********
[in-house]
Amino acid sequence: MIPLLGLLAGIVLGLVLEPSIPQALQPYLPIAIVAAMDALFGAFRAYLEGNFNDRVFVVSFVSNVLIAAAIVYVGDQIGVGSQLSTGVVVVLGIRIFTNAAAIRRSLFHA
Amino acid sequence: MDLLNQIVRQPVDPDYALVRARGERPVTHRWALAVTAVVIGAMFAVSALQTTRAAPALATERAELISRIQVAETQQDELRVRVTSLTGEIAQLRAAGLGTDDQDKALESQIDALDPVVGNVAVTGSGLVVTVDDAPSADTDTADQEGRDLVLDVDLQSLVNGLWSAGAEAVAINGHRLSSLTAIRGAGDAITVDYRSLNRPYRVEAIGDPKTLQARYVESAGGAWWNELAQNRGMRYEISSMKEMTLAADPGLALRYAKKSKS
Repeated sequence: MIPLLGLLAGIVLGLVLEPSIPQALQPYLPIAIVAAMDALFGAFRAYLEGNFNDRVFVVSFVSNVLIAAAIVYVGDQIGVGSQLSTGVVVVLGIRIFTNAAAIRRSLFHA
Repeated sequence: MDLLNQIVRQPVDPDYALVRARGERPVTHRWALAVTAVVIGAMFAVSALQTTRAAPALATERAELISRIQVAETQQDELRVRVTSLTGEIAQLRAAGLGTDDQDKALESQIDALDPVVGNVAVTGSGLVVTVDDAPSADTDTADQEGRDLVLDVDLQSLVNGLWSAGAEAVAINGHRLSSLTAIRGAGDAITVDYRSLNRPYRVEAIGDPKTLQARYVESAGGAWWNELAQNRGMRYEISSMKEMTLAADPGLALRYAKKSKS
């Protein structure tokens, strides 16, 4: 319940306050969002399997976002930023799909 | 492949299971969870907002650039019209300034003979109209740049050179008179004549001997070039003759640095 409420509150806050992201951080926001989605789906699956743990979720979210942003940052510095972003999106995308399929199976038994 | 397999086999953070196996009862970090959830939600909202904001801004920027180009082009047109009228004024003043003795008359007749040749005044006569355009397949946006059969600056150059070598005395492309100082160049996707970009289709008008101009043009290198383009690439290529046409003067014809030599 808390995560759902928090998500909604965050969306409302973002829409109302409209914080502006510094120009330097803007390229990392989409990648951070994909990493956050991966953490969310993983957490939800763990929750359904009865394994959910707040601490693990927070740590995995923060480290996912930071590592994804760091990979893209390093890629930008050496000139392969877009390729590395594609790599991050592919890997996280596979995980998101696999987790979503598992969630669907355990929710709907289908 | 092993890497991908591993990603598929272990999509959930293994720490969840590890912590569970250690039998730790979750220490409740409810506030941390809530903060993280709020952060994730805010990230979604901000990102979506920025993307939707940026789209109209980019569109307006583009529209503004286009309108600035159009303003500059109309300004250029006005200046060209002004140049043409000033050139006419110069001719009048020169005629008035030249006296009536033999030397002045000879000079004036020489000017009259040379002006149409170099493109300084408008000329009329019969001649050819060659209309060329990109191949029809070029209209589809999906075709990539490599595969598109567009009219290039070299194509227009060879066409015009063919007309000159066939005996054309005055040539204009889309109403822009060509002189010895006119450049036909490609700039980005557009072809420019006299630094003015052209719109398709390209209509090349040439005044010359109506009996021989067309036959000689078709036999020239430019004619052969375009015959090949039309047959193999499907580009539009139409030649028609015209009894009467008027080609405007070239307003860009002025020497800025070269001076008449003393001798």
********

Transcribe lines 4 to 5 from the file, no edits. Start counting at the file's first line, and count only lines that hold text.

Repeated sequence: MIPLLGLLAGIVLGLVLEPSIPQALQPYLPIAIVAAMDALFGAFRAYLEGNFNDRVFVVSFVSNVLIAAAIVYVGDQIGVGSQLSTGVVVVLGIRIFTNAAAIRRSLFHA
Repeated sequence: MDLLNQIVRQPVDPDYALVRARGERPVTHRWALAVTAVVIGAMFAVSALQTTRAAPALATERAELISRIQVAETQQDELRVRVTSLTGEIAQLRAAGLGTDDQDKALESQIDALDPVVGNVAVTGSGLVVTVDDAPSADTDTADQEGRDLVLDVDLQSLVNGLWSAGAEAVAINGHRLSSLTAIRGAGDAITVDYRSLNRPYRVEAIGDPKTLQARYVESAGGAWWNELAQNRGMRYEISSMKEMTLAADPGLALRYAKKSKS